Trotsky: A Biography by Robert Service
Service's "exemplary" biography of Leon Trotsky tears apart the romantic notion that Russia’s communist revolution might have had a happier outcome had Trotsky not been outmaneuvered by Josef Stalin.
(Belknap/Harvard, 648 pages, $35)
Western historians have been in thrall to the mythic aura Leon Trotsky created for himself—“until now,” said Michael J. Bonafield in the Minneapolis Star Tribune. In his “iconoclastic yet rigorously balanced” new portrait of the fiery intellectual, Robert Service tears apart the romantic notion that Russia’s communist revolution might have had a happier outcome had Trotsky not been outmaneuvered, and ultimately assassinated, by his rival Josef Stalin. Tapping party correspondence and family letters, Service proves that Trotsky, while leader of the Red Army and a Politburo member, exceeded even Stalin as a “champion of state terror.”
Service’s portrait is hardly three-dimensional, said Michael Kazin in TheDailyBeast.com. An “indictment,” no matter how thorough, is “not a biography.” If Trotsky was a monster, how did he become one? Service never even explains why “the son of prosperous landowners became a revolutionary in the first place.” Nor does he illuminate precisely how Trotsky managed to attract “a brigade of brilliant admirers” that included many leading Western intellectuals. From start to finish, Service simply fails to acknowledge that Trotsky’s urge to improve humanity’s condition might have been genuine, and commendable.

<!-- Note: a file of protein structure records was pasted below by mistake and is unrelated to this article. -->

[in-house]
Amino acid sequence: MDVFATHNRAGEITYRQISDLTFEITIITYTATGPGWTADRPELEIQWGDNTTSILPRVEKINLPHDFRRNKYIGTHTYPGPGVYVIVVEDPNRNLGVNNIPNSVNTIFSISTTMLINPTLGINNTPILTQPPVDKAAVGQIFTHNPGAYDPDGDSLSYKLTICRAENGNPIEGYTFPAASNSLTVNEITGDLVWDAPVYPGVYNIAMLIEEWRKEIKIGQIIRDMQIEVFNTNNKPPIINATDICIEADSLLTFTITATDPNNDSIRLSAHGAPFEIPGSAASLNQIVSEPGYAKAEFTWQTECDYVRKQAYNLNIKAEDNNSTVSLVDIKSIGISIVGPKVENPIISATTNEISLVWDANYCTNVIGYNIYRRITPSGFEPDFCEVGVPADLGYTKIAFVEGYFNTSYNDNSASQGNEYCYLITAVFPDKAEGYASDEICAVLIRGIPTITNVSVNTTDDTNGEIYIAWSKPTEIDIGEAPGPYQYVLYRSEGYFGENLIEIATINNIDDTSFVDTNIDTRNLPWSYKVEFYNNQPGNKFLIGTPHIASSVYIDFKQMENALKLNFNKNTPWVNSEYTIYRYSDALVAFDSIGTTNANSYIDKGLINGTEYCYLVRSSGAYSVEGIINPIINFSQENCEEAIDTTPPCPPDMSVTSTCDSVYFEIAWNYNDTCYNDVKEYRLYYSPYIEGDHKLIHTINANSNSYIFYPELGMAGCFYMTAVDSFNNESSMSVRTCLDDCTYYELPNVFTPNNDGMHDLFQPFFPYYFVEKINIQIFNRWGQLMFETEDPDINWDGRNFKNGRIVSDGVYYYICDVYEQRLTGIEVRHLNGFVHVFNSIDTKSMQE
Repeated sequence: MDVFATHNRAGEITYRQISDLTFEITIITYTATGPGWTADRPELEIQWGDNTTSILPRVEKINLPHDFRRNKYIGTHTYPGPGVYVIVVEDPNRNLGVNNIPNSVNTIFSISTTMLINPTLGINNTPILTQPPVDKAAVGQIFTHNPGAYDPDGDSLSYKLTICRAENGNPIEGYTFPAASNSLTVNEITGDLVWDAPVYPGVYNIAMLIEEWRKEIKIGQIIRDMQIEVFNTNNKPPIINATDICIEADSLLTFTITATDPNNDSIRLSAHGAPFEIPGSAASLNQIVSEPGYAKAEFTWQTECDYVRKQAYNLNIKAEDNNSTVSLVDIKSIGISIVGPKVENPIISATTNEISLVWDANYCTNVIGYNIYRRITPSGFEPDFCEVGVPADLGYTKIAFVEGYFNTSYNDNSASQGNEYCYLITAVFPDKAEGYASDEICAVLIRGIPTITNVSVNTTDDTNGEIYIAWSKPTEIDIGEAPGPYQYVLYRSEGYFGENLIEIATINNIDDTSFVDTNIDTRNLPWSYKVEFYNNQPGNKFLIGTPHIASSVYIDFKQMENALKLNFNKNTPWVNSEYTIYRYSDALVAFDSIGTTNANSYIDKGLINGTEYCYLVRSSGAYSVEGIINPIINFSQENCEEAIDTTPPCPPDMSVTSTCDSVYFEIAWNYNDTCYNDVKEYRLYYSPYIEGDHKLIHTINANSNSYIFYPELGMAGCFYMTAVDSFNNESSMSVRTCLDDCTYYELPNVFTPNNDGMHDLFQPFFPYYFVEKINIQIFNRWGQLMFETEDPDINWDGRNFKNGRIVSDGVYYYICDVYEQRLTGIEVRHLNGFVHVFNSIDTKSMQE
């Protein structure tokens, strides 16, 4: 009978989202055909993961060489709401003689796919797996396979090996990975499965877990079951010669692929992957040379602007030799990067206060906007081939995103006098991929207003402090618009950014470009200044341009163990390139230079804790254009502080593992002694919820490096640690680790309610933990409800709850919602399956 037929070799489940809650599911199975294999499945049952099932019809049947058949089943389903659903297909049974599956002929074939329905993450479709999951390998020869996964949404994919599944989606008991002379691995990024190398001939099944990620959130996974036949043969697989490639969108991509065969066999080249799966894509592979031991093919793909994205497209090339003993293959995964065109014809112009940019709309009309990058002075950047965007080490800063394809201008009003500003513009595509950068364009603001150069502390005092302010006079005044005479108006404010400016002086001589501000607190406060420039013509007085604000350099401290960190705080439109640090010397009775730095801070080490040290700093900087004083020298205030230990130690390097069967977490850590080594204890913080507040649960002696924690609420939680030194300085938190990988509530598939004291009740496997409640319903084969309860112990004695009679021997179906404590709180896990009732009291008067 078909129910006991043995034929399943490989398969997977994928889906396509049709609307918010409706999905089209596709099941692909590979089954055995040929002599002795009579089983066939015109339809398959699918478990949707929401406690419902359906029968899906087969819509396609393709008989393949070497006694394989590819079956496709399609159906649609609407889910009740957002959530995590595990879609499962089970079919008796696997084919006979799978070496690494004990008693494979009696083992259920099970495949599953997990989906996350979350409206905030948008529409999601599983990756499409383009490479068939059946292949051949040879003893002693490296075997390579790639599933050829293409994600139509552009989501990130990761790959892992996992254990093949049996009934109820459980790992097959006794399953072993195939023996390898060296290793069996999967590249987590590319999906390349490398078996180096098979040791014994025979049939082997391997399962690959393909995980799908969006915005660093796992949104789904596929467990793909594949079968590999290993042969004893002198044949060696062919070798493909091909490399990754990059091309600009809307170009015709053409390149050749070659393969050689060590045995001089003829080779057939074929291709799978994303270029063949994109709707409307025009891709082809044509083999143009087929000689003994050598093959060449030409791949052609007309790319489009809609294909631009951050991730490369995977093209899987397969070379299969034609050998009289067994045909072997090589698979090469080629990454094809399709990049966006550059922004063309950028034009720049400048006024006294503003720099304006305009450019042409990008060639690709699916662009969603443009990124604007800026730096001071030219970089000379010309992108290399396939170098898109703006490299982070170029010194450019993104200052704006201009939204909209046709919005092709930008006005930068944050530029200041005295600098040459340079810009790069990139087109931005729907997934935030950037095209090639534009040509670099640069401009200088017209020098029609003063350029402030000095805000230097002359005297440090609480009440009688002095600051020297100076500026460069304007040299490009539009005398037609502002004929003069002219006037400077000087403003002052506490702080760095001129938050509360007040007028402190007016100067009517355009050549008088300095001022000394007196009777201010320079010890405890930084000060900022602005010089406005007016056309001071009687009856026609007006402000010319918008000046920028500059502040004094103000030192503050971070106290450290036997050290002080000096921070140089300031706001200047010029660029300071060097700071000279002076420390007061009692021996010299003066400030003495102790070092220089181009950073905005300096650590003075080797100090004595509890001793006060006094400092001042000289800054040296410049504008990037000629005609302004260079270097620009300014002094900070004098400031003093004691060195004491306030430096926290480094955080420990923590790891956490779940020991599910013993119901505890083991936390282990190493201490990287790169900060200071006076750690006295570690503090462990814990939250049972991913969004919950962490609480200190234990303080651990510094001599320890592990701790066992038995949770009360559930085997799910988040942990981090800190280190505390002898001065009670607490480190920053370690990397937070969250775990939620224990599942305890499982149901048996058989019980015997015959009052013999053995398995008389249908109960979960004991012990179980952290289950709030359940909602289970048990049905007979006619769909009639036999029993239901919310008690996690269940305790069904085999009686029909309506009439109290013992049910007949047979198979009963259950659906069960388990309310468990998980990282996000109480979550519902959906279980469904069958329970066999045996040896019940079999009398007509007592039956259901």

Let’s not try to imagine Trotsky as a cozier fellow than he was, said Robert Harris in the London Sunday Times. The coldness he exhibited in ordering executions of army deserters and political dissidents was the same trait that sealed his demise after Lenin was slowed by a stroke. “Service makes it clear that Trotsky could have been Lenin’s heir if he had shown even the most basic ability to make alliances in the Politburo.” Instead, Trotsky cut colleagues down with sarcasm and showcased his disdain by reading French novels when forced to sit through their speeches. He never even bothered to visit the ailing Lenin. Service’s book shows us all of that: “Never has the pathology of the revolutionary type been more mercilessly exposed than in this exemplary biography.”